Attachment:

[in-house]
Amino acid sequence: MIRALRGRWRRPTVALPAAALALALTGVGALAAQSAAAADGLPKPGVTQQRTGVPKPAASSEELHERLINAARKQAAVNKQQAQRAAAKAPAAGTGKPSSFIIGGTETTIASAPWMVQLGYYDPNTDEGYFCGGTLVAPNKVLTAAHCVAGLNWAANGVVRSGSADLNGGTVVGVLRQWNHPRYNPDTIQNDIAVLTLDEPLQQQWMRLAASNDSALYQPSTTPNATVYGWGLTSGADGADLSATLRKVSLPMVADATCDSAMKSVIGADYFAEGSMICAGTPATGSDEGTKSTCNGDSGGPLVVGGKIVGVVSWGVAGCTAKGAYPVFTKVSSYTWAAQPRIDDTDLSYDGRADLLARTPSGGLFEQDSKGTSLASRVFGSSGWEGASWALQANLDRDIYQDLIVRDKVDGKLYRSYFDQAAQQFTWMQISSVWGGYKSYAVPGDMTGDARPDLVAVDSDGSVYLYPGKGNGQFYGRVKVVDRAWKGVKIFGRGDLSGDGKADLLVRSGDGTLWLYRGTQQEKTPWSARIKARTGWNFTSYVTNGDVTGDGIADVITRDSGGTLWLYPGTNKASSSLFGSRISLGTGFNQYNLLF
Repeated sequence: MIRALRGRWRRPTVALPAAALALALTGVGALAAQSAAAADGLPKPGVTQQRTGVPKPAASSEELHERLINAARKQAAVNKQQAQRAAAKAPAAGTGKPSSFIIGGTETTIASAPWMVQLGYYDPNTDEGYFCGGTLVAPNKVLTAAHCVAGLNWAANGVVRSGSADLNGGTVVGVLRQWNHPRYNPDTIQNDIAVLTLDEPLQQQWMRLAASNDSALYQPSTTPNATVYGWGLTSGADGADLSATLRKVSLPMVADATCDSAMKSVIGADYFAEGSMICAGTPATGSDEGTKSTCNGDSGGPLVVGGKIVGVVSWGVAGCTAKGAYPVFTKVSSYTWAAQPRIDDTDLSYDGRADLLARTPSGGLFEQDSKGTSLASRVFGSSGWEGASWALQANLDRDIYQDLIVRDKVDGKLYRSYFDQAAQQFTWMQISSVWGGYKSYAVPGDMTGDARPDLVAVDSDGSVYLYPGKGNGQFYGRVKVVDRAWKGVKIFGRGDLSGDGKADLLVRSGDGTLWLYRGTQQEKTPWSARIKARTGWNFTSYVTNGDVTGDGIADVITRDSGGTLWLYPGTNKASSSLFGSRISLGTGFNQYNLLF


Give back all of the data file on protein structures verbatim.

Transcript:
[in-house]
Amino acid sequence: MIRALRGRWRRPTVALPAAALALALTGVGALAAQSAAAADGLPKPGVTQQRTGVPKPAASSEELHERLINAARKQAAVNKQQAQRAAAKAPAAGTGKPSSFIIGGTETTIASAPWMVQLGYYDPNTDEGYFCGGTLVAPNKVLTAAHCVAGLNWAANGVVRSGSADLNGGTVVGVLRQWNHPRYNPDTIQNDIAVLTLDEPLQQQWMRLAASNDSALYQPSTTPNATVYGWGLTSGADGADLSATLRKVSLPMVADATCDSAMKSVIGADYFAEGSMICAGTPATGSDEGTKSTCNGDSGGPLVVGGKIVGVVSWGVAGCTAKGAYPVFTKVSSYTWAAQPRIDDTDLSYDGRADLLARTPSGGLFEQDSKGTSLASRVFGSSGWEGASWALQANLDRDIYQDLIVRDKVDGKLYRSYFDQAAQQFTWMQISSVWGGYKSYAVPGDMTGDARPDLVAVDSDGSVYLYPGKGNGQFYGRVKVVDRAWKGVKIFGRGDLSGDGKADLLVRSGDGTLWLYRGTQQEKTPWSARIKARTGWNFTSYVTNGDVTGDGIADVITRDSGGTLWLYPGTNKASSSLFGSRISLGTGFNQYNLLF
Repeated sequence: MIRALRGRWRRPTVALPAAALALALTGVGALAAQSAAAADGLPKPGVTQQRTGVPKPAASSEELHERLINAARKQAAVNKQQAQRAAAKAPAAGTGKPSSFIIGGTETTIASAPWMVQLGYYDPNTDEGYFCGGTLVAPNKVLTAAHCVAGLNWAANGVVRSGSADLNGGTVVGVLRQWNHPRYNPDTIQNDIAVLTLDEPLQQQWMRLAASNDSALYQPSTTPNATVYGWGLTSGADGADLSATLRKVSLPMVADATCDSAMKSVIGADYFAEGSMICAGTPATGSDEGTKSTCNGDSGGPLVVGGKIVGVVSWGVAGCTAKGAYPVFTKVSSYTWAAQPRIDDTDLSYDGRADLLARTPSGGLFEQDSKGTSLASRVFGSSGWEGASWALQANLDRDIYQDLIVRDKVDGKLYRSYFDQAAQQFTWMQISSVWGGYKSYAVPGDMTGDARPDLVAVDSDGSVYLYPGKGNGQFYGRVKVVDRAWKGVKIFGRGDLSGDGKADLLVRSGDGTLWLYRGTQQEKTPWSARIKARTGWNFTSYVTNGDVTGDGIADVITRDSGGTLWLYPGTNKASSSLFGSRISLGTGFNQYNLLF